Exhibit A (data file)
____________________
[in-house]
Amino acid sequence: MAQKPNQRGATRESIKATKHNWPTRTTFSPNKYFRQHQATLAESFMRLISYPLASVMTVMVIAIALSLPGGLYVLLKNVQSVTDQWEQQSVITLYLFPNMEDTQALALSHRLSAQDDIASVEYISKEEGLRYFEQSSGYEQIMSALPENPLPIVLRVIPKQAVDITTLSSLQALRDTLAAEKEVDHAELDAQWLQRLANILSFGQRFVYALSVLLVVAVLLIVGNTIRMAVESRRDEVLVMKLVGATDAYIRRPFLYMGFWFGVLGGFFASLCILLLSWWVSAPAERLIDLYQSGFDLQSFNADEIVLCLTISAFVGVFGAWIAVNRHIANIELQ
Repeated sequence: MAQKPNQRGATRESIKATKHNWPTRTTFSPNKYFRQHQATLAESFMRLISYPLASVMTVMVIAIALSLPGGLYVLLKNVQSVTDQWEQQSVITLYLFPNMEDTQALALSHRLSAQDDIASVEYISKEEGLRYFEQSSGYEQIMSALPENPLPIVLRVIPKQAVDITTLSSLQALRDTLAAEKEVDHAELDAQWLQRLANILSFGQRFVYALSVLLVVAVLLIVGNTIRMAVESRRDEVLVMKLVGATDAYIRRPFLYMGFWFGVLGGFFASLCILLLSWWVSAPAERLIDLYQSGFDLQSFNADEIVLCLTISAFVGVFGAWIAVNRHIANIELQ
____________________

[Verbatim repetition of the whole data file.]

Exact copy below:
[in-house]
Amino acid sequence: MAQKPNQRGATRESIKATKHNWPTRTTFSPNKYFRQHQATLAESFMRLISYPLASVMTVMVIAIALSLPGGLYVLLKNVQSVTDQWEQQSVITLYLFPNMEDTQALALSHRLSAQDDIASVEYISKEEGLRYFEQSSGYEQIMSALPENPLPIVLRVIPKQAVDITTLSSLQALRDTLAAEKEVDHAELDAQWLQRLANILSFGQRFVYALSVLLVVAVLLIVGNTIRMAVESRRDEVLVMKLVGATDAYIRRPFLYMGFWFGVLGGFFASLCILLLSWWVSAPAERLIDLYQSGFDLQSFNADEIVLCLTISAFVGVFGAWIAVNRHIANIELQ
Repeated sequence: MAQKPNQRGATRESIKATKHNWPTRTTFSPNKYFRQHQATLAESFMRLISYPLASVMTVMVIAIALSLPGGLYVLLKNVQSVTDQWEQQSVITLYLFPNMEDTQALALSHRLSAQDDIASVEYISKEEGLRYFEQSSGYEQIMSALPENPLPIVLRVIPKQAVDITTLSSLQALRDTLAAEKEVDHAELDAQWLQRLANILSFGQRFVYALSVLLVVAVLLIVGNTIRMAVESRRDEVLVMKLVGATDAYIRRPFLYMGFWFGVLGGFFASLCILLLSWWVSAPAERLIDLYQSGFDLQSFNADEIVLCLTISAFVGVFGAWIAVNRHIANIELQ